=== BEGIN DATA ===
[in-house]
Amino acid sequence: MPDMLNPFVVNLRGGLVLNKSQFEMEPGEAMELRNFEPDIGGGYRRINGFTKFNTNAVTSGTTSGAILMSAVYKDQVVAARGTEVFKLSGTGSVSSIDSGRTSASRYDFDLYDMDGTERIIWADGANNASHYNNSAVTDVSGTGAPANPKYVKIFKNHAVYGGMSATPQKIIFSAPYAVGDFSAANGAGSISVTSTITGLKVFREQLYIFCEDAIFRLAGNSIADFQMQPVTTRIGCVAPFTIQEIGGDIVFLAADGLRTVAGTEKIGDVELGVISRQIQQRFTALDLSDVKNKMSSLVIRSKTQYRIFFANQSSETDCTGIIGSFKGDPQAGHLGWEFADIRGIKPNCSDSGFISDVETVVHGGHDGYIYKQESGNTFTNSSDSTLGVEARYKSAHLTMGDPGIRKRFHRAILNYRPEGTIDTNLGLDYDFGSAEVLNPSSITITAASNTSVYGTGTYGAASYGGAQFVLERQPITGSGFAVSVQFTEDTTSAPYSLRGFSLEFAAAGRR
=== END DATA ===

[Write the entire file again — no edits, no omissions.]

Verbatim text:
[in-house]
Amino acid sequence: MPDMLNPFVVNLRGGLVLNKSQFEMEPGEAMELRNFEPDIGGGYRRINGFTKFNTNAVTSGTTSGAILMSAVYKDQVVAARGTEVFKLSGTGSVSSIDSGRTSASRYDFDLYDMDGTERIIWADGANNASHYNNSAVTDVSGTGAPANPKYVKIFKNHAVYGGMSATPQKIIFSAPYAVGDFSAANGAGSISVTSTITGLKVFREQLYIFCEDAIFRLAGNSIADFQMQPVTTRIGCVAPFTIQEIGGDIVFLAADGLRTVAGTEKIGDVELGVISRQIQQRFTALDLSDVKNKMSSLVIRSKTQYRIFFANQSSETDCTGIIGSFKGDPQAGHLGWEFADIRGIKPNCSDSGFISDVETVVHGGHDGYIYKQESGNTFTNSSDSTLGVEARYKSAHLTMGDPGIRKRFHRAILNYRPEGTIDTNLGLDYDFGSAEVLNPSSITITAASNTSVYGTGTYGAASYGGAQFVLERQPITGSGFAVSVQFTEDTTSAPYSLRGFSLEFAAAGRR